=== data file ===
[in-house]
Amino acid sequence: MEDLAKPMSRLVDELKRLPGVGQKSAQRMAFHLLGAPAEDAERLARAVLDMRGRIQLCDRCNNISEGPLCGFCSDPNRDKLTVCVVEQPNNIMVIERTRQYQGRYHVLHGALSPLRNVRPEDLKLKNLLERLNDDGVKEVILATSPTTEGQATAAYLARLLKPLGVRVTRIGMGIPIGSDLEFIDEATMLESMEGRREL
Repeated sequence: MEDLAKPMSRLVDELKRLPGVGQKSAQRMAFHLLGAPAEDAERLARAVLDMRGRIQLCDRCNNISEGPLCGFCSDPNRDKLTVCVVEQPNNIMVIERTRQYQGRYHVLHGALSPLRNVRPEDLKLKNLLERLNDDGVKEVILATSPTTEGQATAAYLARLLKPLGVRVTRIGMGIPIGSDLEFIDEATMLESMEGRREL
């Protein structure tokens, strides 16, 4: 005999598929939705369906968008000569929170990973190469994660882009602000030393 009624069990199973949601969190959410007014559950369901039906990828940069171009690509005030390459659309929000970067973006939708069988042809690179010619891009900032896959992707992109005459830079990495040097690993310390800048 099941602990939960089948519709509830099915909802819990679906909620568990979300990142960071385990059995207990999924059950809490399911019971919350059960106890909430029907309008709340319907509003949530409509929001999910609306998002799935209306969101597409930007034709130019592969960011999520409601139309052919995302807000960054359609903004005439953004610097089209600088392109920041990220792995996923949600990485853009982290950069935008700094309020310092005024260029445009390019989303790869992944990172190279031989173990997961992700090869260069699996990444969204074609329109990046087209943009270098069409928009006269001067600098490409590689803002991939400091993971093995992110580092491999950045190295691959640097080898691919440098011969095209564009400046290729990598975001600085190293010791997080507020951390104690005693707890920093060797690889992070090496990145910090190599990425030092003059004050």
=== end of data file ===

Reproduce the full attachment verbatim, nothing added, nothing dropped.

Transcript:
[in-house]
Amino acid sequence: MEDLAKPMSRLVDELKRLPGVGQKSAQRMAFHLLGAPAEDAERLARAVLDMRGRIQLCDRCNNISEGPLCGFCSDPNRDKLTVCVVEQPNNIMVIERTRQYQGRYHVLHGALSPLRNVRPEDLKLKNLLERLNDDGVKEVILATSPTTEGQATAAYLARLLKPLGVRVTRIGMGIPIGSDLEFIDEATMLESMEGRREL
Repeated sequence: MEDLAKPMSRLVDELKRLPGVGQKSAQRMAFHLLGAPAEDAERLARAVLDMRGRIQLCDRCNNISEGPLCGFCSDPNRDKLTVCVVEQPNNIMVIERTRQYQGRYHVLHGALSPLRNVRPEDLKLKNLLERLNDDGVKEVILATSPTTEGQATAAYLARLLKPLGVRVTRIGMGIPIGSDLEFIDEATMLESMEGRREL
């Protein structure tokens, strides 16, 4: 005999598929939705369906968008000569929170990973190469994660882009602000030393 009624069990199973949601969190959410007014559950369901039906990828940069171009690509005030390459659309929000970067973006939708069988042809690179010619891009900032896959992707992109005459830079990495040097690993310390800048 099941602990939960089948519709509830099915909802819990679906909620568990979300990142960071385990059995207990999924059950809490399911019971919350059960106890909430029907309008709340319907509003949530409509929001999910609306998002799935209306969101597409930007034709130019592969960011999520409601139309052919995302807000960054359609903004005439953004610097089209600088392109920041990220792995996923949600990485853009982290950069935008700094309020310092005024260029445009390019989303790869992944990172190279031989173990997961992700090869260069699996990444969204074609329109990046087209943009270098069409928009006269001067600098490409590689803002991939400091993971093995992110580092491999950045190295691959640097080898691919440098011969095209564009400046290729990598975001600085190293010791997080507020951390104690005693707890920093060797690889992070090496990145910090190599990425030092003059004050």